Engaging Employers in Protecting Young Workers: Tips and Best Practices from the Young Worker Safety Resource Center
This guide provides strategies that young worker safety advocates in state and local agencies and organizations can use to increase employers' knowledge and capacity to prevent workplace injuries among their young workers. The booklet includes basic messages that employers need to understand, descriptions of potential partners for reaching employers and strategies that have been used to reach employers, including specific examples. Click here to download.


Powerpoint presentation, "Why is Job Health and Safety Training Important for Teens?"  Click here for a downloadable version.


Resource list of curricula, factsheets, and reports. Click here for a downloadable version of the list. Some of the key resources are also listed on this website's Resources & Links page.


Sample materials, including brochures, posters, curricula, and other educational materials developed by state and community groups around the country. Click here to see our gallery showing some of these samples.

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How do I contact the Center for more information?

Diane Bush,
Project Coordinator
Labor Occupational Health Program

University of California, Berkeley
2223 Fulton St., 4th Floor

Berkeley, CA 94720-5120
510-643-2424
dbush@berkeley.edu

Christine Miara,
EDC Project Coordinator
Education Development Center, Inc.

55 Chapel St.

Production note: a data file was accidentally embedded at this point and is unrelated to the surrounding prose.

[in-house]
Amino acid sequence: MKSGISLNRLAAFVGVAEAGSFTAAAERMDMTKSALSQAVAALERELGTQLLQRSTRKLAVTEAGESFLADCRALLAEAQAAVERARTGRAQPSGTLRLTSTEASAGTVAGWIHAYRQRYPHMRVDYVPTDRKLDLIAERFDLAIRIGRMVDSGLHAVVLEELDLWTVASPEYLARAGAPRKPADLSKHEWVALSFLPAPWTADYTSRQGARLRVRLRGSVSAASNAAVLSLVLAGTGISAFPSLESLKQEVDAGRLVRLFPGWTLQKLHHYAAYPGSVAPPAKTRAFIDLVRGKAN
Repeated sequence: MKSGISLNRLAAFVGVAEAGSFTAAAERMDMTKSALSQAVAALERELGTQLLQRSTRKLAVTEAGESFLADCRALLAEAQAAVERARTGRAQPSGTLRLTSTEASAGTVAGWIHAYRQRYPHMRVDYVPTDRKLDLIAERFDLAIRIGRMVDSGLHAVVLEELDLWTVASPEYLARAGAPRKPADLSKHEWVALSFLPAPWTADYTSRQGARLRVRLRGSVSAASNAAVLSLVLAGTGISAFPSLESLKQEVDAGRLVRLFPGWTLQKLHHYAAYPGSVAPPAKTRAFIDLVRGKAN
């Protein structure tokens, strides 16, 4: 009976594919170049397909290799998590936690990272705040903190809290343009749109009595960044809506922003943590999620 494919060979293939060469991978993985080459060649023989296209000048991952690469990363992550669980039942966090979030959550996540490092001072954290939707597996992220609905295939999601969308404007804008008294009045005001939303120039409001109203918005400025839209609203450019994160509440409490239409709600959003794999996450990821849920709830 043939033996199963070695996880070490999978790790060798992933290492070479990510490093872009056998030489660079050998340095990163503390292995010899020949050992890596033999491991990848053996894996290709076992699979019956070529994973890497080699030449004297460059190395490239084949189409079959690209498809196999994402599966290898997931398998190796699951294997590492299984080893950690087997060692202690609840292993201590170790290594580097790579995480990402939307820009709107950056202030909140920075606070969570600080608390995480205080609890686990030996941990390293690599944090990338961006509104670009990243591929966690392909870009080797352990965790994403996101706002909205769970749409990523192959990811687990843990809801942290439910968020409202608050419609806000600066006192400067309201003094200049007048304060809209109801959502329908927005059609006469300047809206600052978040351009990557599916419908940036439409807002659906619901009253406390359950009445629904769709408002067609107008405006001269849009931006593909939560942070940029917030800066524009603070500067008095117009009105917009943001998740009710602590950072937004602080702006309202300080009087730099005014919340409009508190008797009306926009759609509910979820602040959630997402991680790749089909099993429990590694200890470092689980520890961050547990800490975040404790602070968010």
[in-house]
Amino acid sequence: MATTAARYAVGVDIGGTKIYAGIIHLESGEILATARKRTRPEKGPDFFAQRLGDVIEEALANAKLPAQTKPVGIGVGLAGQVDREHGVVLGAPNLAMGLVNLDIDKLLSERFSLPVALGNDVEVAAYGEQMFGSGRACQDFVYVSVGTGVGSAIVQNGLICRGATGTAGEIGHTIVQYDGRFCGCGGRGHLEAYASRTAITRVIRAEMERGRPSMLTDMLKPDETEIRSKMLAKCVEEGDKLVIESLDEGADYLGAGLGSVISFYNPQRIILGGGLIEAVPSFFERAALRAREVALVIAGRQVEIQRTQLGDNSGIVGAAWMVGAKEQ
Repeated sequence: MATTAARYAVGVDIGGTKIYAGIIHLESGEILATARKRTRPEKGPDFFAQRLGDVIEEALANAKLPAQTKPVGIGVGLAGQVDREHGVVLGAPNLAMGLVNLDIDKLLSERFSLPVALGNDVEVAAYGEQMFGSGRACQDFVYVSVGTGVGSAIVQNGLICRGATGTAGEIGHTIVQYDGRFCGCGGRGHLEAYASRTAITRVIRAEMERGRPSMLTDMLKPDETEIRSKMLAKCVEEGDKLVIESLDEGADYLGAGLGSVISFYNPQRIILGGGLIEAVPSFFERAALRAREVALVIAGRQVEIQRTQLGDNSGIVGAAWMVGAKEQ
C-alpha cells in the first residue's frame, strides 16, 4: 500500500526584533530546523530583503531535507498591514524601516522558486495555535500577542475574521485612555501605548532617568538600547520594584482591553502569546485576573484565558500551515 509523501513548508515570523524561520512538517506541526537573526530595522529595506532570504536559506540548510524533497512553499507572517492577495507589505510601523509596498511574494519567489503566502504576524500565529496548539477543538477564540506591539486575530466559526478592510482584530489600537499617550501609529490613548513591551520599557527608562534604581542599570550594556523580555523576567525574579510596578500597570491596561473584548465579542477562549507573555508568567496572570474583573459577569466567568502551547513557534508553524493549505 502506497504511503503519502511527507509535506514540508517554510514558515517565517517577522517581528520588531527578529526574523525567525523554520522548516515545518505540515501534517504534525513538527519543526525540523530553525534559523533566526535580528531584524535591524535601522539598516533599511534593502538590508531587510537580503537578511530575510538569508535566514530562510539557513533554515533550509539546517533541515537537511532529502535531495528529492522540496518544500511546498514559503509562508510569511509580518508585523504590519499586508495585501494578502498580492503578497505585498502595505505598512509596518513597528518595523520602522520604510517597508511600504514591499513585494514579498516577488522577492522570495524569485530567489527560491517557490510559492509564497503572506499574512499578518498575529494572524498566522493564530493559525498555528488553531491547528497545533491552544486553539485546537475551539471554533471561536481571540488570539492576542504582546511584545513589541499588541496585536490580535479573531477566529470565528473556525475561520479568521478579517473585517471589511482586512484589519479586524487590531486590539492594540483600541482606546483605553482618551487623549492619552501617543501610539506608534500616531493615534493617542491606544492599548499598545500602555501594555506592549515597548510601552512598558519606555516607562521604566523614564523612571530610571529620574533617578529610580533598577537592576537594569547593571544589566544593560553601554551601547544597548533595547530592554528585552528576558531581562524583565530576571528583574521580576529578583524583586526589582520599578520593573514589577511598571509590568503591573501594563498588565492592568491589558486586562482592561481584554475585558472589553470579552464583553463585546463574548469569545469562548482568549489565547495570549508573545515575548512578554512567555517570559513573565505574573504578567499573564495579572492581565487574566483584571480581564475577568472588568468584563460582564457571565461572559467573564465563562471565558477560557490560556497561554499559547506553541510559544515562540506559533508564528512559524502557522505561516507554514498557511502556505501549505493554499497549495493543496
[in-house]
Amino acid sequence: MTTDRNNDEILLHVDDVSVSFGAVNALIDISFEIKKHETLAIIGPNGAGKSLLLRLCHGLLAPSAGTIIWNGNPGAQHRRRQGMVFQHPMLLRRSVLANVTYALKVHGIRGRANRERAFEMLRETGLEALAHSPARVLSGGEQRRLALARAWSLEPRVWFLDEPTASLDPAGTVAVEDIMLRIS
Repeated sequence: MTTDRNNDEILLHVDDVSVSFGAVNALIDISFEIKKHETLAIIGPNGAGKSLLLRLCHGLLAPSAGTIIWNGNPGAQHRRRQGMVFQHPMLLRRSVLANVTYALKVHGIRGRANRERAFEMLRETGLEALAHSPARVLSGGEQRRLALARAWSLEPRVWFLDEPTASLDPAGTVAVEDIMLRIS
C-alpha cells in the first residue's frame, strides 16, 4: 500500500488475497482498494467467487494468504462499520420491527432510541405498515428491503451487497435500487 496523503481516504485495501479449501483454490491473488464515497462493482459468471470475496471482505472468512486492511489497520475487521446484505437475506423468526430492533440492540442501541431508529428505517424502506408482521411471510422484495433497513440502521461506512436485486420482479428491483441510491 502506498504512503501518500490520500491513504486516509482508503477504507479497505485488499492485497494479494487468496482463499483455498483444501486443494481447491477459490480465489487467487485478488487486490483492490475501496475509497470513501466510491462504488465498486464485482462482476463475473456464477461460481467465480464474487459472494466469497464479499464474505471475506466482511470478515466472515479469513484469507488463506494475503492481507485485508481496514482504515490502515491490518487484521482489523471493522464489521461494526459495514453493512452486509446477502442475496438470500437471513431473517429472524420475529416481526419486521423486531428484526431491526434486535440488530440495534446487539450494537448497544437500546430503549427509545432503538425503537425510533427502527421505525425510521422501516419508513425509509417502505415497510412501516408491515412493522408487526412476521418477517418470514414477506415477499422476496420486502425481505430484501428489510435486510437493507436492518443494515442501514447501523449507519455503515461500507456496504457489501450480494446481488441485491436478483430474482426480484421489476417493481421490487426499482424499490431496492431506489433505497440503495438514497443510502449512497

Newton, MA 02458
617-618-2238

cmiara@edc.org

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What federal agencies promote young worker health & safety?

The U.S. Department of Labor

Two agencies within the U. S. Department of Labor (DOL), OSHA and Wage & Hour Division have websites for young workers and the adults responsible for their safety. These sites also have links to resources and contacts in each state.

The National Institute for Occupational Safety and Health

The National Institute for Occupational Safety and Health (NIOSH) website also has information for young workers. Download the resource guide, Promoting Safe Work for Young Workers, for ideas on how to educate and protect young workers in your community.

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How can I find agencies and organizations in my state?

There are agencies and organizations in many states, and on a national level, that play a role in protecting and educating working teens. They often have materials and information available. Check our State Partners page for contacts.

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Resources and forms for our partner agencies

TOT Participant Form

Teaching Youth/ Payment Request Form

Student Evaluation Form

Student Sign In Form

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The material on this page was produced under the grant number 46JO-HT12 from the Occupational Safety Health Administration, U.S. Department of Labor. It does not necessarily reflect the views or policies of the U.S. Department of Labor, nor does mention of trade names, commercial products,or organizations imply endorsement by the U.S. Government.


Copyright 2010, Labor Occupational Health Program, UC Berkeley.
This page last modified: April 2010
Photos by: Rebecca Letz